But it is only the beginning. The intense emotional high eventually drops down to an everyday level. The first time you see someone fall over, overcome by the power of the Spirit, you are amazed. But by the time you see the thousandth, you may feel (though you probably won't say it out loud), "So, what's new?"

The danger now is that you may simply seek a greater high in some other church, or through some other ministry. You are tempted to associate the anointing of the Spirit with how you feel at any particular moment. You may scorn non–emotional Christians as God's "frozen Chosen," because you have learned to judge Christianity by how people feel — by an emotional judgment. Unless God jolts you out of that rut, you will remain at the level of seeking your own pleasure.

The reason God allows these desolate spiritual periods — and we all experience them — is simply because, even after our conversion, we tend to be basically selfish, only we don't realize it. So God has to cleanse us, almost in spite of ourselves, so that we can really love Him and not ourselves. In this stage the emotional highs we experience at the beginning of our Christian walk are replaced by dryness and even boredom.

This sense of desolation is the first of three Dark Nights — the Night of the Senses — of the emotions. (Unfortunately, we don't have space in this issue to go into the other two Nights.) The beginning of this deepening movement of God can be frightening. The important thing for us to remember (and we usually need a spiritual director or Christian friends to reassure us) is that, so long as we continue to hold on and continue to be obedient to those things God calls us to do, we are still on the right path. The temptation will be to believe that we have lost our first love — that we are going backwards — that it's no longer worth the effort. The opposite is true: we are moving forwards — we are going deeper into Faith — holding on because we trust God and not our feelings. We simply need to be stripped of self–seeking; as Scripture says over and over, we are like gold that must be refined in the fire to be made vessels fit for the Master's use. But fire hurts, and we shrink back from the heat, much less the anvil!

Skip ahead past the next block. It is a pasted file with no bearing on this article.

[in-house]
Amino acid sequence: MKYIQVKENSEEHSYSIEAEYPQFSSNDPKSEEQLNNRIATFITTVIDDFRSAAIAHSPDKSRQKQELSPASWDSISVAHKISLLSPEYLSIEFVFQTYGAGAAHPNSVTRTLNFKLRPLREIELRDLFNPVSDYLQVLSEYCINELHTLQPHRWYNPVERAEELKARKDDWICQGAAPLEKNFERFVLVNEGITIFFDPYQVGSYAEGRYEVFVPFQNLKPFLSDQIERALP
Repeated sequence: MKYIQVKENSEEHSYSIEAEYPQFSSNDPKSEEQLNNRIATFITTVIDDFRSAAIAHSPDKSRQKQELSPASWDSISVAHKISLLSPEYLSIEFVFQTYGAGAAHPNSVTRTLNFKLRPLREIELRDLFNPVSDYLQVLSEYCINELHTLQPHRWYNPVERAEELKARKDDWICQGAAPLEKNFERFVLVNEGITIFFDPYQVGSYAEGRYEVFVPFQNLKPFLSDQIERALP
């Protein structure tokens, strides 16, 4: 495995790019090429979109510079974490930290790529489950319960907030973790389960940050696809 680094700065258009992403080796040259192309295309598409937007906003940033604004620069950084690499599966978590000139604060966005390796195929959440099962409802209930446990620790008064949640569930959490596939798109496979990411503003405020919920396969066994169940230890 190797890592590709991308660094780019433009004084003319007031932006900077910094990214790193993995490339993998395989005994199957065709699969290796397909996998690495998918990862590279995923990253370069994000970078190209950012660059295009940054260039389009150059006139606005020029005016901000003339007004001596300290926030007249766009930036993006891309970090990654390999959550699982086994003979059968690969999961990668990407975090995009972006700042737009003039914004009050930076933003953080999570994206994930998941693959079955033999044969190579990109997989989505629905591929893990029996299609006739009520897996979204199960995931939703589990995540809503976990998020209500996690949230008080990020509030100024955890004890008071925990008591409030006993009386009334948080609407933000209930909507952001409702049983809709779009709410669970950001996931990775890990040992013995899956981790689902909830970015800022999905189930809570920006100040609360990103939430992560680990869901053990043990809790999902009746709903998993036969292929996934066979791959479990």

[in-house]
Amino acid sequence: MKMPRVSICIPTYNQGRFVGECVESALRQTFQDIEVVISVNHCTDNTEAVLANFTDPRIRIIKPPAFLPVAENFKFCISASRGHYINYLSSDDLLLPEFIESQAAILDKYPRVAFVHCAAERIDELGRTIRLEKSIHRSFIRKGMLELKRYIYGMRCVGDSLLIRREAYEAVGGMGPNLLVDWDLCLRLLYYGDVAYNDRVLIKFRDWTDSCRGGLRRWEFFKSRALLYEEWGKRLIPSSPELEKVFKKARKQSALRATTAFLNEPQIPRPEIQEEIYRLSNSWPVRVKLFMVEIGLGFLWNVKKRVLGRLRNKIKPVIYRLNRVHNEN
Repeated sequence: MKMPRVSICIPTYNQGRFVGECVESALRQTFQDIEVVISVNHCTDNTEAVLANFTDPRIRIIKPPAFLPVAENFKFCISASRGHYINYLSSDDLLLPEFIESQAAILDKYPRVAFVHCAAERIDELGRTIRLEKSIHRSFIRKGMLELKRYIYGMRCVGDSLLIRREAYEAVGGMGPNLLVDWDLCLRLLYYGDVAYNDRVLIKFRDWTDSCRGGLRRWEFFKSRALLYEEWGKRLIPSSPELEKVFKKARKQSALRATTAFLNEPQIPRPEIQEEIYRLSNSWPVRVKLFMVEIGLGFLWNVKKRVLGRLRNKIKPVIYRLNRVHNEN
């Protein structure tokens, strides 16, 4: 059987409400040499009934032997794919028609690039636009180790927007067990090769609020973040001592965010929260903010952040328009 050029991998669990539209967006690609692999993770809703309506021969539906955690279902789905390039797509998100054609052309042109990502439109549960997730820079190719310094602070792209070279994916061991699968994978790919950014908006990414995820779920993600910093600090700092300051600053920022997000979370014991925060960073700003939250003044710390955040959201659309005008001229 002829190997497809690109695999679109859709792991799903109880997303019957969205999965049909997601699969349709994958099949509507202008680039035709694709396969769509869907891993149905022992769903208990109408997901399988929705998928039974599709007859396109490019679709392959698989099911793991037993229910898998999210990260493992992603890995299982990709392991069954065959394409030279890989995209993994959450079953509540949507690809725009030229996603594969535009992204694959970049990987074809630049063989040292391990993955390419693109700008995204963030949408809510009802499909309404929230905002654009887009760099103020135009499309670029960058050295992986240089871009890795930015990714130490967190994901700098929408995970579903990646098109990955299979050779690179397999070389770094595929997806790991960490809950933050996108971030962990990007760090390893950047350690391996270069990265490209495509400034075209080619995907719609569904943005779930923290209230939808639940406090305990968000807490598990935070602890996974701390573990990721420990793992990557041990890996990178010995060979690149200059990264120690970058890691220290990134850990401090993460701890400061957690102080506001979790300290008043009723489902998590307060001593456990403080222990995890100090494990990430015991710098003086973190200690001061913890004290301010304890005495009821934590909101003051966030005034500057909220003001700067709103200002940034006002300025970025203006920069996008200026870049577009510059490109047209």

Traditional Christian wisdom teaches that most people flee the pain necessary for purgation — this cleansing of selfish motivations and dependence on emotional highs that I have been describing — and they just stop growing. Today this is reflected in the hordes of Christians who stop at this first level and wander from church to church looking for spiritual excitement. Unfortunately, most of us never move much beyond that initial stage of spiritual self–seeking by allowing God to strip us of self until we are able to become the loving servants Jesus has called us to be. If we know, though, that daylight alternates with periods of spiritual night and that great joy alternates with times of desolation, we will be able to endure this process of purgation until we become more like Jesus.